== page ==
# $\phi$-divergence?

I am frustrated of looking for a simple explanation of this term $$\phi$$-divergence, but I cannot find any. Therefore I would be really grateful if somebody could introduce a reference or write a definition (even qualitative for it). Here is the paper that I first noticed the term in:

Jiménez, R., and J. E. Yukich. "Statistical distances based on Euclidean graphs." Recent Advances in Applied Probability. Springer US, 2005. 223-239.

• $\mathcal{D}_\varphi\stackrel{\small \text{def.}}{=}\int_\mathcal{x}\big(\frac{\rm d\alpha}{\rm d\beta}\big){\rm d}\beta +\varphi'_\infty\alpha^\bot(\mathcal{x})$ More details are in chapter 8, Computational Optimal Transport. Mar 2, 2020 at 2:18

Ok found it myself. It was part of the following paper:

Jiménez-Gamero, María-Dolores, et al. "Minimum $\phi$-divergence estimation in misspecified multinomial models." Computational Statistics & Data Analysis 55.12 (2011): 3365-3378.

$\phi: [0,\infty) \to \mathbb{R}$ is a strictly convex function, twice continuously differentiable in $(0,\infty)$. For arbitrary $Q = (q_1,q_2, ... .,q_m)^t,P = (p_1,p_2, . . . ,p_m)^t ∈ \Delta_m$, the $\phi$-divergence between $Q$ and $P$ is defined by (Csiszár, 1967) $$D_\phi(Q,P) =\sum\limits_{i=1}^{m}p_i\phi(\frac{q_i}{p_i}).$$

• +1 For instance, $\phi(x)=-\log(x)$ gives the Kullback-Leibler divergence and $\phi(x)=(1-x)^2$ gives the $\chi^2$ "distance" based on $(p-q)^2/p$. It is noteworthy that $-p\log(q/p)$ $=p-q+\frac{1}{2}(p-q)^2/p+O(1-\frac{q}{p})^3$ (with the linear term $p-q$ vanishing upon summation), thereby connecting those two.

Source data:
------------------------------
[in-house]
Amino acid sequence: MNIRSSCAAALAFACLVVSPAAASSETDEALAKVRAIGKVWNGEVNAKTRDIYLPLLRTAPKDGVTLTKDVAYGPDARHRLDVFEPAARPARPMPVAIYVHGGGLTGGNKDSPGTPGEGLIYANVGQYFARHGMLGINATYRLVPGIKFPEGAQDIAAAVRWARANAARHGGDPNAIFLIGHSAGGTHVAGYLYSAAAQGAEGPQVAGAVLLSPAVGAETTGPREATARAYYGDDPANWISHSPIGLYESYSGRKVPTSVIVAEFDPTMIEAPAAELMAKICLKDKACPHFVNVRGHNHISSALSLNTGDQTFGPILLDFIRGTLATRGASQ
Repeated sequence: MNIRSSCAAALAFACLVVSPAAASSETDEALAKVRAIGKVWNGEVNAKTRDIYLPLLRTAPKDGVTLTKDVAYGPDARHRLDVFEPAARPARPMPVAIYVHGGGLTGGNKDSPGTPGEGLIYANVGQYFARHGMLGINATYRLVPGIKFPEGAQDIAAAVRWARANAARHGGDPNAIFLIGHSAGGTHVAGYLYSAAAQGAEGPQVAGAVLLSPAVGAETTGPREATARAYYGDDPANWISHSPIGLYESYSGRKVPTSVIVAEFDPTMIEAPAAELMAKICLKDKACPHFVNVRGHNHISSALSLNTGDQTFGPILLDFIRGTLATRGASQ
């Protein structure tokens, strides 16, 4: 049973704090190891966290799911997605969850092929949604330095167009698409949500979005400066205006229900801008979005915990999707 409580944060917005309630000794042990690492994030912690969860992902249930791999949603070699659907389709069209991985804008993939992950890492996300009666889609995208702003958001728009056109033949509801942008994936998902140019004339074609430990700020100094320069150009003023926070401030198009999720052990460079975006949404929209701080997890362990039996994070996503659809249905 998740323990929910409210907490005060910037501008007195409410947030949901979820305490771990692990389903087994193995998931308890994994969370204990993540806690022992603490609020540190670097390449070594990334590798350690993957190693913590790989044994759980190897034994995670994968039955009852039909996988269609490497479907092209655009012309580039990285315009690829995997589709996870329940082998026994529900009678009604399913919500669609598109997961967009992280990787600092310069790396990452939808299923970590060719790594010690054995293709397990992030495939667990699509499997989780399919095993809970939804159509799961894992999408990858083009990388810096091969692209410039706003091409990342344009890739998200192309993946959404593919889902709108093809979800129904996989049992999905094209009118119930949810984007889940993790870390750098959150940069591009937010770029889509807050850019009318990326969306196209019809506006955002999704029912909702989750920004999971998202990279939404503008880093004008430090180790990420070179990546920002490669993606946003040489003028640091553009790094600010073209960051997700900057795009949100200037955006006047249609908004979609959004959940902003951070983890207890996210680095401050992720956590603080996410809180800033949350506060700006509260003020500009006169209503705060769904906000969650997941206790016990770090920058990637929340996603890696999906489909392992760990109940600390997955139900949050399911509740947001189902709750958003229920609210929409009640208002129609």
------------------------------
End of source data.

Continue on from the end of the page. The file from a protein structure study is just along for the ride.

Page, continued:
– whuber
Apr 28, 2014 at 21:42
• Thank you very much for the examples. I think your second example is KL! Apr 28, 2014 at 22:03
• Yes, it is: the point is that it also equals a constant ($1/2$) times the $\chi^2$ divergence up through second order in $1-\frac{q}{p}$. In fact, the same kind of calculation shows that all $\phi$ divergences are linearly related to one another through second order, assuming only that $\phi$ is twice differentiable in a neighborhood of $1$.
– whuber
Apr 28, 2014 at 22:10
• Wow! Interesting. Where are you getting these facts from? :) Apr 28, 2014 at 22:34
• Mathematical calculations :-). I thought you might find them of some relevance because you had asked for explanation, not just a mere definition, and these relationships helped me (at least) get a more intuitive grip on what a $\phi$-divergence is trying to do. I am glad you find them interesting too.
– whuber
Apr 28, 2014 at 22:44

This paper by Love and Bayraksan gives this introduction: '$\phi$-divergences are used in statistics to measure the "distance" between two distributions,' and this formal definition:

$I_{\phi}(p,q) = \sum_{\omega = 1}^{n}{q_\omega\phi(\frac{p_\omega}{q_\omega})}$

where $p, q$ are probability vectors and $\phi$ is a function on $t > 0$. It cites as examples Kullback-Leibler divergence and $\chi^2$ distance. The introduction begins on p. 5, examples given on p. 7.

According to Jager and Wellner this term was invented by I. Csiszar (1963), but his paper is in german. Jager and Wellner use it to construct goodness-of-fit tests and they give the following definition:

$K(u,v) = v \phi(\frac{u}{v}) + (1-v)\phi(\frac{1-u}{1-v})$

• Could you indicate where in the Jager and Wellner paper a full definition is given? As far as I can tell with a quick skim, they do not provide a definition but merely refer back to the Csiszar paper.
– whuber
Apr 28, 2014 at 20:59
• Bottom of page 3. I've also edited my answer. Apr 28, 2014 at 22:09